Tuesday, January 18, 2005

Back Where We Belong

Sigh.... it was so nice to walk back into the Linc this Sunday and feel the electricity, revel in the hate, wallow in the winning. Sadly, a whole generation of children in our nation’s capitol is growing up without experiencing the exhilaration of winning divisional play-off games. There ought to be a telethon- or something.

Sunday afternoon dawned brutal and mean at Broad and Pattison. Many of our “visitors” did not enjoy our hospitality. The Philadelphia Daily News yesterday has a riotous piece about the famous “Viking Guy”- a semi-well-known Minnesota fan who dresses as a Viking. They flew him to Philly for the game- and upon arriving at the Linc and experiencing the crowd, refused to wear his costume. Fink! I long to pour a beverage on him.

This is a nice article from the Star Tribune.


The few fans that came to the game wearing Vikings purple were greeted by a boisterous and hostile crowd that began sharpening their fangs in parking lots near the stadium at 6 a.m., presumably stirring their alcoholic beverages with rusty nails.

All the mother of Vikings lineman Chris Liwienski could talk about was how she and her family were physically abused by fans in the upper deck of Lincoln Financial Field. Wearing one of her son's purple Vikings jerseys, Marie Hoppe said she was pushed repeatedly by hostile Philadelphia fans. Her daughter-in-law, Christina Liwienski, said she was hit in the head by a plastic beer bottle.

"We were warned that Philadelphia fans would be rough, the worst in the league, and my son begged me not to wear this jersey," said Hoppe. "Fans are supposed to come to games, not thugs. But these people had their hands on me constantly. What are these people doing at sporting events like this?"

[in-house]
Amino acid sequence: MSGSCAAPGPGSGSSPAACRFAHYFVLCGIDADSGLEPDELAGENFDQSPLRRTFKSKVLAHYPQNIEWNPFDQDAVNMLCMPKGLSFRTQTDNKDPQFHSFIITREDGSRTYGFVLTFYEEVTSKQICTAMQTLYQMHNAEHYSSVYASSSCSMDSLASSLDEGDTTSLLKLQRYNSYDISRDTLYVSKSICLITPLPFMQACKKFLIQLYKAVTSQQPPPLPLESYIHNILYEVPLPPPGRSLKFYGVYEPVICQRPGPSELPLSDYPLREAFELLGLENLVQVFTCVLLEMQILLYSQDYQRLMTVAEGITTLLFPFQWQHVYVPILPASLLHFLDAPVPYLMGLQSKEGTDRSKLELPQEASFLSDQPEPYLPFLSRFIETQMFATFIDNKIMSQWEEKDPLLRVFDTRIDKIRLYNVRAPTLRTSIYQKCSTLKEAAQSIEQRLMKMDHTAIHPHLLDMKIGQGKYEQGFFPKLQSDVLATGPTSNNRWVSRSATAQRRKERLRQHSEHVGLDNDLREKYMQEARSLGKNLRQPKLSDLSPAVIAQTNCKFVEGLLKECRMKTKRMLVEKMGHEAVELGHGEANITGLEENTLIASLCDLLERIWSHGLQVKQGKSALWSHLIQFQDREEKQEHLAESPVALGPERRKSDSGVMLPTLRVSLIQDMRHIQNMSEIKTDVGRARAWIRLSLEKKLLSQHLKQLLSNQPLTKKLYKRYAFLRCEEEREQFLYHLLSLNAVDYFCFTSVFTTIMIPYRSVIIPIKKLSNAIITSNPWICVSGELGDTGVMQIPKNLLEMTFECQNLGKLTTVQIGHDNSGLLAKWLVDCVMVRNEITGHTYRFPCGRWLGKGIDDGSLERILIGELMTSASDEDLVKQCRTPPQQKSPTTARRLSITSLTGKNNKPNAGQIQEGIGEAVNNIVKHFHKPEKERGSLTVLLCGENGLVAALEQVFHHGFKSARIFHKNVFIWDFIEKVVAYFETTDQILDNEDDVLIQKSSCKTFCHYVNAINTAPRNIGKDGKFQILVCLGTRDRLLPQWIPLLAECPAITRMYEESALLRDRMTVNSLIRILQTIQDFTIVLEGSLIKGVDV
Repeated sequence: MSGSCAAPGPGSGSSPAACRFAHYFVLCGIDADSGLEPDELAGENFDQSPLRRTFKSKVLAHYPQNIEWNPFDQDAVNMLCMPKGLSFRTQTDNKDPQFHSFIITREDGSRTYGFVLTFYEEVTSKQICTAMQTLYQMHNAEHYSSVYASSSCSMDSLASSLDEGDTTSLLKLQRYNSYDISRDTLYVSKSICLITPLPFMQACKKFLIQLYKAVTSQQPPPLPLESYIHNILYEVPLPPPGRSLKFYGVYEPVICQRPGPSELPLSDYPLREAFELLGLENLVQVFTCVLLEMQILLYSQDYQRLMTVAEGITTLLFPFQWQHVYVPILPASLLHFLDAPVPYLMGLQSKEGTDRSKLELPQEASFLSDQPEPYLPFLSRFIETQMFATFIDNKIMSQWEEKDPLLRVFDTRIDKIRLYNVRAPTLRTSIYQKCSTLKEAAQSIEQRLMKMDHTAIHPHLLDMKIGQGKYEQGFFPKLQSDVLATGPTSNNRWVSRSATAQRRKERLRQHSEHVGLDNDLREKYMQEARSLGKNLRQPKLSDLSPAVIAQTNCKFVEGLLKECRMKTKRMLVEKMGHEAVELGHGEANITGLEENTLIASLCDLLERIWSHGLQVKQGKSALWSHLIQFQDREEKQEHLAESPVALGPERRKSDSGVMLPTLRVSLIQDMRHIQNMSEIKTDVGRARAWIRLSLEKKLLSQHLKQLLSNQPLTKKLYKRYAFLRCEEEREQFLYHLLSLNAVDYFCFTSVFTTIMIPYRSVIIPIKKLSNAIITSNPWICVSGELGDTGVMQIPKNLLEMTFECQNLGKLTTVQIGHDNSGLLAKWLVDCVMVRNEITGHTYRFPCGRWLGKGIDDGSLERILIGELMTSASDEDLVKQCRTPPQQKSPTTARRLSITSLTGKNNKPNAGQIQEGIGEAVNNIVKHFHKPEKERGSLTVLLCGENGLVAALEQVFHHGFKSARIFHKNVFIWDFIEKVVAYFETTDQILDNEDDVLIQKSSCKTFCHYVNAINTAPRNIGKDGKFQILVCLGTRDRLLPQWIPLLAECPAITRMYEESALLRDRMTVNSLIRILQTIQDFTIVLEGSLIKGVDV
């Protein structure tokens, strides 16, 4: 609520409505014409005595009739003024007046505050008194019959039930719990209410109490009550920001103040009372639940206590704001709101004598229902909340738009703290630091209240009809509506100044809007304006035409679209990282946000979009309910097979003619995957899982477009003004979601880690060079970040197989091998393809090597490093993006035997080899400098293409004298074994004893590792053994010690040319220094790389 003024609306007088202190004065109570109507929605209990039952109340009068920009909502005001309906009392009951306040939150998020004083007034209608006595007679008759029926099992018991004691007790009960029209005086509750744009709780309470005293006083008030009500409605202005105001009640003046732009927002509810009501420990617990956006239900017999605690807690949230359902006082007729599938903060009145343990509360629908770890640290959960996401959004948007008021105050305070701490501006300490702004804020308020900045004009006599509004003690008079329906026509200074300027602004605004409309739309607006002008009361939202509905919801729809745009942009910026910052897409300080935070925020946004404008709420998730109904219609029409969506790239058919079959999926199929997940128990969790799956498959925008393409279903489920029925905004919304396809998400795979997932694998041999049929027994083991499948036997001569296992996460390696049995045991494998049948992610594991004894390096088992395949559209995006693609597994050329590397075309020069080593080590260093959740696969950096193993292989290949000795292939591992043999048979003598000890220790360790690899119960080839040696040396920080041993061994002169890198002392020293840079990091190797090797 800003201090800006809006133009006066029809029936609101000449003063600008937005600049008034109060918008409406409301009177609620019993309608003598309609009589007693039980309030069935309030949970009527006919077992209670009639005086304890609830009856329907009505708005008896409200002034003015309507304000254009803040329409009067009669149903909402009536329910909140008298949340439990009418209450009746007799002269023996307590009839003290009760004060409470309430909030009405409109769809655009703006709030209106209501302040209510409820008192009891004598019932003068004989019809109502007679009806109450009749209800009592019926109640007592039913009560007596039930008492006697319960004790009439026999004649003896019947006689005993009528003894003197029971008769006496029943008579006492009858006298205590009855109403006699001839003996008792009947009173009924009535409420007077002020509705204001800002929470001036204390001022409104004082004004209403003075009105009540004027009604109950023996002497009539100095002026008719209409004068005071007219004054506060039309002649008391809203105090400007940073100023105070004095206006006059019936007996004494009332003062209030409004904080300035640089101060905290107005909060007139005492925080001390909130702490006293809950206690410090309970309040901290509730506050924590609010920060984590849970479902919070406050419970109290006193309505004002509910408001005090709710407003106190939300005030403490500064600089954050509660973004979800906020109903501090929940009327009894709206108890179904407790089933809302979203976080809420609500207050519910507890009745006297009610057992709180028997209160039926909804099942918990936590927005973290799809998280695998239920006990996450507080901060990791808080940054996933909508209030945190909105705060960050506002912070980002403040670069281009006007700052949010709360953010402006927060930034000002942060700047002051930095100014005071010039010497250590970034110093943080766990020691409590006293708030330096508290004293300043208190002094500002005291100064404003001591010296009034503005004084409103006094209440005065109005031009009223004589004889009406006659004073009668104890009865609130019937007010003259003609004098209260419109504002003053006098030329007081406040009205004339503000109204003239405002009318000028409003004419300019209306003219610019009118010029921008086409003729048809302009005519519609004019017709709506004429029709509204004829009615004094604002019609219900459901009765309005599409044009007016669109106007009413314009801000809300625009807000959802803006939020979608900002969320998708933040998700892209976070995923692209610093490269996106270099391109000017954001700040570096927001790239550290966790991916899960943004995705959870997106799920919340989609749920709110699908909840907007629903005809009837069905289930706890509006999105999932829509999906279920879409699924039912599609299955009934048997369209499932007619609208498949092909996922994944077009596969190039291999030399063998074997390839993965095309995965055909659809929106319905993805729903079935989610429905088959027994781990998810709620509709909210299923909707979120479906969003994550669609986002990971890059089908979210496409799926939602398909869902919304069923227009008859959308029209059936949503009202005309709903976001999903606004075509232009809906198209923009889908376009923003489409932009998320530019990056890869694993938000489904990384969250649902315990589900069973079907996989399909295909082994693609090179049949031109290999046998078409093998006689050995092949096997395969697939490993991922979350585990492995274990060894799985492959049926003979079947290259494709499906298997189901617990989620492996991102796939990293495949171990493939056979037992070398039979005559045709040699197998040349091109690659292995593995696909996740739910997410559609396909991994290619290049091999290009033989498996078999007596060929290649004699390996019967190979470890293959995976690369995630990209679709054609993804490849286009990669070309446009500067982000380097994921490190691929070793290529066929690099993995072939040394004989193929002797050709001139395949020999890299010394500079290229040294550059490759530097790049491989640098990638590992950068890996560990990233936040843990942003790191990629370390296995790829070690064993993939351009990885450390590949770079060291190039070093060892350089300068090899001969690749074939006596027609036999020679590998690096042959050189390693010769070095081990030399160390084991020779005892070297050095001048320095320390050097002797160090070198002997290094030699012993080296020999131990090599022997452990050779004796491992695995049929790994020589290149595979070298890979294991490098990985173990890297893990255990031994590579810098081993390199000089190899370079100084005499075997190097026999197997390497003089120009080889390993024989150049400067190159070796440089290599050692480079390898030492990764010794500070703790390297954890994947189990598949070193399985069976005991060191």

They better shut their mouths before Runyan and Section 204 shuts it for them.

Prior to kick-off, it was hard to imagine Minnesota being in this thing late unless both Culpepper could get his team three touchdowns and the Eagles helped out with a bunch of turnovers. The Vikes got neither- and as a result got blown out handily by three scores- until garbage time. At the end, Minnesota was exposed for what they are: a pretty average .500 team that parlayed some dumb play last week by Favre into a seventeen point lead and then managed to hang onto for dear life. I am not sure Minnesota could go to, say, Washington and win- which, of course, they failed to do a few weeks ago. And losing this year to Joe Gibbs says a lot about the ability of your football team's players- as teams weren’t exactly “out-coached” in DC this year.

Not that the Vikes played all that badly- but other than one big pass from Culpepper to Robinson in the first half, the Vikings were pretty uncompetitive on offense. Like everyone else in the NFC other than Atlanta, the Vikings as a collective are simply not in Philadelphia’s league right now: offense, defense, or special teams. The Eagles won all three of these phases handily.